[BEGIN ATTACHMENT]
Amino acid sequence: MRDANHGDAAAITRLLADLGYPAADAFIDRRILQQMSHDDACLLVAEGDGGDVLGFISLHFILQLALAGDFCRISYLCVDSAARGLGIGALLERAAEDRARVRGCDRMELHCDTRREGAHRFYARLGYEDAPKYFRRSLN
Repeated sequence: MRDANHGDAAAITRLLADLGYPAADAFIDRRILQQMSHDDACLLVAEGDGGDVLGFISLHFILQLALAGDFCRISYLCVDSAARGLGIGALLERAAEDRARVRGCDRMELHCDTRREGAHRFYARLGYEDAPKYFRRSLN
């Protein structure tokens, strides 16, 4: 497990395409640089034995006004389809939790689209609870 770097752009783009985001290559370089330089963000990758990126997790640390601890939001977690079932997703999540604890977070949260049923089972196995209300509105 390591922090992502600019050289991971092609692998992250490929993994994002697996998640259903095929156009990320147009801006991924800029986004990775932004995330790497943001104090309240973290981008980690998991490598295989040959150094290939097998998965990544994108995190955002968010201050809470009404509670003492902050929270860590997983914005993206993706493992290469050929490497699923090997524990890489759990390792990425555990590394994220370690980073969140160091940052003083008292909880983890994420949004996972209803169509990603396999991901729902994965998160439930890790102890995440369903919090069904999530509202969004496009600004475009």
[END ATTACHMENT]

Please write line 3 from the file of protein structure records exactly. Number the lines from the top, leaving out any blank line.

């Protein structure tokens, strides 16, 4: 497990395409640089034995006004389809939790689209609870 770097752009783009985001290559370089330089963000990758990126997790640390601890939001977690079932997703999540604890977070949260049923089972196995209300509105 390591922090992502600019050289991971092609692998992250490929993994994002697996998640259903095929156009990320147009801006991924800029986004990775932004995330790497943001104090309240973290981008980690998991490598295989040959150094290939097998998965990544994108995190955002968010201050809470009404509670003492902050929270860590997983914005993206993706493992290469050929490497699923090997524990890489759990390792990425555990590394994220370690980073969140160091940052003083008292909880983890994420949004996972209803169509990603396999991901729902994965998160439930890790102890995440369903919090069904999530509202969004496009600004475009």